Sailing the seas of consequence


What is “success”?

It’s February 1st. For a the past 2-3 years, on the first of every month, I listen to the same video recording of Ernest Nightingale‘s “The Strangest Secret”.  It’s a simple message really, and the practicality of it makes it almost elusive in it’s execution. It’s unapologetic and it seems he could care less if you believe what he is saying or not. He proceeds to give quote after quote, scenario after scenario of examples of the process he is describing actually working, which at the end, you know to be true. But still, we don’t execute (ideas are shit, ya know).

Ernest starts the recording by telling us that he would like to discuss the strangest secret in the world. Right off the bat he hits the listener in the head with a response from Albert Schweitzer  to the question “what’s wrong with with men today?”. Schweitzer paused for a moment and replied “men simply don’t think”. We seem to be happier with the winds of destiny rather than solving the puzzle.

Next are statistics describing that out of every 100 men, by the time they are 65 years of age, only 1 will be rich. Four will be financially stable (retirement, insurance, etc.). Five are still going to be working (WTF?!) and 54 will be BROKE! Given the same starting point, why is it that so few men (or women) are succeeding in a society with the enormous opportunities that we have in front of us? And with the internet, the playing field is  even more level than it has ever been so don’t whine about not having a rich family or a proper education.  (note, we can argue all day about socioeconomic class, gender, race, etc., but that’s not the point). 

I’m in the middle of a Joe Rogan podcast with Henry Rollins as a guest and they talk a little bit about David Lee Roth (“Dave”). Dave often returns to his home town of Pasadena to visit and sometimes hangs out with old high school buddies. Every once in a while, one of them will say crap like “oh yeah, it must be easy for you, you’re David Lee Roth” to which Dave replies “You know what? On graduation day in high school, we all were on the same starting blocks. You chose the bank job. That’s a sure thing. You’re gonna die in that cubicle. I chose to sail the seas of consequence“. Geez Dave. :/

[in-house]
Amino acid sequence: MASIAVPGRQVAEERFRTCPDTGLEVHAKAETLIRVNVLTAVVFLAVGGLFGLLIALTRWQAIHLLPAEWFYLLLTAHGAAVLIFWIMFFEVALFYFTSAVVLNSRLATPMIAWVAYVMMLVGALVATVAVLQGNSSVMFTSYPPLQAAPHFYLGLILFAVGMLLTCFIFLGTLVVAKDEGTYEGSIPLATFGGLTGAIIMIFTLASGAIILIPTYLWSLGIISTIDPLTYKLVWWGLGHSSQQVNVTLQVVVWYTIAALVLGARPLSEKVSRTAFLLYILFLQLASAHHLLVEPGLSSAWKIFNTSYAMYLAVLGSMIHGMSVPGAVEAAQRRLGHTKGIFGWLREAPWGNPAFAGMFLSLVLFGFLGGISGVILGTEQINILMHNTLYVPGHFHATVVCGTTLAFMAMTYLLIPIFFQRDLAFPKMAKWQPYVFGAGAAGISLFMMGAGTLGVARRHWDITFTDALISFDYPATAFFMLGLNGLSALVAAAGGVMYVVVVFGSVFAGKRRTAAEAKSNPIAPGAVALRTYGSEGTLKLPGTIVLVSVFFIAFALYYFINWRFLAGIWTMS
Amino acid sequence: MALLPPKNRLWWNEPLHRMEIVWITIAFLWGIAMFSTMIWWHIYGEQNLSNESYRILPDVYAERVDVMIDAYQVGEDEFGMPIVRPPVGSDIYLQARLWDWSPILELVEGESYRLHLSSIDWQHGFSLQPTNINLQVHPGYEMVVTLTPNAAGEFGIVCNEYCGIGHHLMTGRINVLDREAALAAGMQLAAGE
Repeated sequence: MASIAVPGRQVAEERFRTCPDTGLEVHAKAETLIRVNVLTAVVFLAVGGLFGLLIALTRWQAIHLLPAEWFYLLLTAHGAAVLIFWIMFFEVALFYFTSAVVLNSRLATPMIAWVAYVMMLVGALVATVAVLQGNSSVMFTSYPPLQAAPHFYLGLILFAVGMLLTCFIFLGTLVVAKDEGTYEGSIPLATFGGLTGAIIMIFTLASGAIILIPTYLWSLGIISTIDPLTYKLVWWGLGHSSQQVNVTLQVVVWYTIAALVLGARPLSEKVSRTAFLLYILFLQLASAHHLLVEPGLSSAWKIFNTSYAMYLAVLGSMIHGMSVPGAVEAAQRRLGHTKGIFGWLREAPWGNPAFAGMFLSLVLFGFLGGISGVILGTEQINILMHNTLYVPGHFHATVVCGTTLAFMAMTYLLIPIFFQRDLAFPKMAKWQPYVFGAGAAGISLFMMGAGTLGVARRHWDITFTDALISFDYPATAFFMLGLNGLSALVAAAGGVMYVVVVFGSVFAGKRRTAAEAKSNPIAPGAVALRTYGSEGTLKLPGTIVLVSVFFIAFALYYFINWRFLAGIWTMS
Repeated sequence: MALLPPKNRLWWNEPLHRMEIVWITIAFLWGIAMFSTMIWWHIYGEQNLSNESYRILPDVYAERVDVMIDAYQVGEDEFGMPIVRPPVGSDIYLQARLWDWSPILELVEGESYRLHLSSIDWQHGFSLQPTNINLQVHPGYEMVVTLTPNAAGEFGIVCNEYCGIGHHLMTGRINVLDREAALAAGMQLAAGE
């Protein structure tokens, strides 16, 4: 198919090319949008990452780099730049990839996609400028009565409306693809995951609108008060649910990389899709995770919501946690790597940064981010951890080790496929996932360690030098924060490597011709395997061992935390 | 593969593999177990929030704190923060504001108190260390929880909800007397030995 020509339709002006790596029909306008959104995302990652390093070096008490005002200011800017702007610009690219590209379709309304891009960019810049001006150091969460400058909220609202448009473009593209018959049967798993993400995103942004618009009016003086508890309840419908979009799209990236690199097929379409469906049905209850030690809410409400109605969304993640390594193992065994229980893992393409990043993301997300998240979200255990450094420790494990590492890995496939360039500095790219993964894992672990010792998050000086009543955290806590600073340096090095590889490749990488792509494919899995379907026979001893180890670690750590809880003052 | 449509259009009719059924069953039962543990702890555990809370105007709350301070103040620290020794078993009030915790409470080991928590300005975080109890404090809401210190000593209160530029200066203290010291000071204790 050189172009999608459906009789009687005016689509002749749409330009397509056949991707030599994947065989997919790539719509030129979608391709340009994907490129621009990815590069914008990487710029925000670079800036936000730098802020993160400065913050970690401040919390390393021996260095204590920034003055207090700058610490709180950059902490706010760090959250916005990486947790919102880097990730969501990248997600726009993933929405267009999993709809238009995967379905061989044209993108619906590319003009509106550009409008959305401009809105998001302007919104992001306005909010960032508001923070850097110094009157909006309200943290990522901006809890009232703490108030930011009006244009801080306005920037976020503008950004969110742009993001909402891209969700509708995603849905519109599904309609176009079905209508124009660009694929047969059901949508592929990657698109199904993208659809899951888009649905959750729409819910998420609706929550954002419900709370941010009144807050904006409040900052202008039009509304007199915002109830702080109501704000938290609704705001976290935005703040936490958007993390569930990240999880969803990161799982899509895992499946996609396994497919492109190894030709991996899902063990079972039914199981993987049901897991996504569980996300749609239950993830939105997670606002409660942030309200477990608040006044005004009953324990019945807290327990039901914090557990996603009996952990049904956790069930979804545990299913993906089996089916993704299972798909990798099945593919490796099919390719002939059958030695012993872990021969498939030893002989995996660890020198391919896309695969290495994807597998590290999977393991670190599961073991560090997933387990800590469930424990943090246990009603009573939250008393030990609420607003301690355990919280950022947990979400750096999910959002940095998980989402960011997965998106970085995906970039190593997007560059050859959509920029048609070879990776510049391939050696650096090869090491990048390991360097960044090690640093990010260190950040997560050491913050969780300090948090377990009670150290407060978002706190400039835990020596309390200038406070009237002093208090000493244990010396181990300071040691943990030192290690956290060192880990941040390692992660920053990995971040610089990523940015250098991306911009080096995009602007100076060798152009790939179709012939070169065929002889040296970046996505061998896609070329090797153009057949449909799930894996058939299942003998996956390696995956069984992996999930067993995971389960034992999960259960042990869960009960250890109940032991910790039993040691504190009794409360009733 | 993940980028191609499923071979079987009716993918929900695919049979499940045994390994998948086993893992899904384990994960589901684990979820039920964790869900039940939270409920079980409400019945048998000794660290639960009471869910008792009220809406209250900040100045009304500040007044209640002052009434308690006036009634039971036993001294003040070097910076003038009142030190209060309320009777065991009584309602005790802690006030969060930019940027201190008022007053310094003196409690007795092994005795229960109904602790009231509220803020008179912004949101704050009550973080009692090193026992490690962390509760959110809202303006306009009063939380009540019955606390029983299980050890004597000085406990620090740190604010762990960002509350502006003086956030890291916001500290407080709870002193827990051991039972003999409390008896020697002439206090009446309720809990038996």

Dave’s life falls squarely in line with the strangest secret. As Ernest points out, using a deep cutting quote from Rollo May’s book Man’s Search for Himself, “the opposite of courage in our society is not cowardice, it’s conformity.” Conformity is a result of feeling like we are a victim. Things happen “to” us instead of “for” us. I’m guilty.

In Dave’s choosing to “sail the seas of consequence”, he unwittingly stumbled upon the strangest secret: “We become what we think about”. In Ernest’s talk he paints a detailed story of huge cargo vessel in a harbor without a captain or crew, ready to leave for its destination. How can this behemoth get out of the harbor without a captain or charts? Obviously, it can’t. Yet we expect to be swept by fate to a goal that lies somewhere in the future. Somewhere over there. That’s a lot of what ifs. Inevitably we come to the conclusion… no goal, no destiny.

The definition of success in this narrative is mathematically gorgeous: “Success is the progressive realization of a worthy ideal”. A goal without a plan is a wish. Simple and true. Uncomfortably true.

Ask and it shall be given to you, seek and ye shall find, knock and it shall be opened unto you. Forever one that asketh, receiveth, and he that seeketh, findeth and to him that knocketh, it shall be opened.



Please keep it down, I’m flowing over here

If you haven’t read Steven Kotler’s “The Rise of Superman“, I highly recommend it. In the book Steven describes the flow state that is best recognized when athlete’s hit that “zone” during training or competition. The so-called “runner’s high”. An amazing example of this is illustrated in Danny Way’s incredible jump over the Great Wall of China on his skateboard after shattering his ankle and tearing his ACL on a practice run earlier in the day (check out the video). A feat that even the most prolific athlete couldn’t conquer, Danny did it under extreme circumstances. The book essentially goes into the “how” of this and other examples of ordinary people doing extraordinary things, attributing this to a flow state.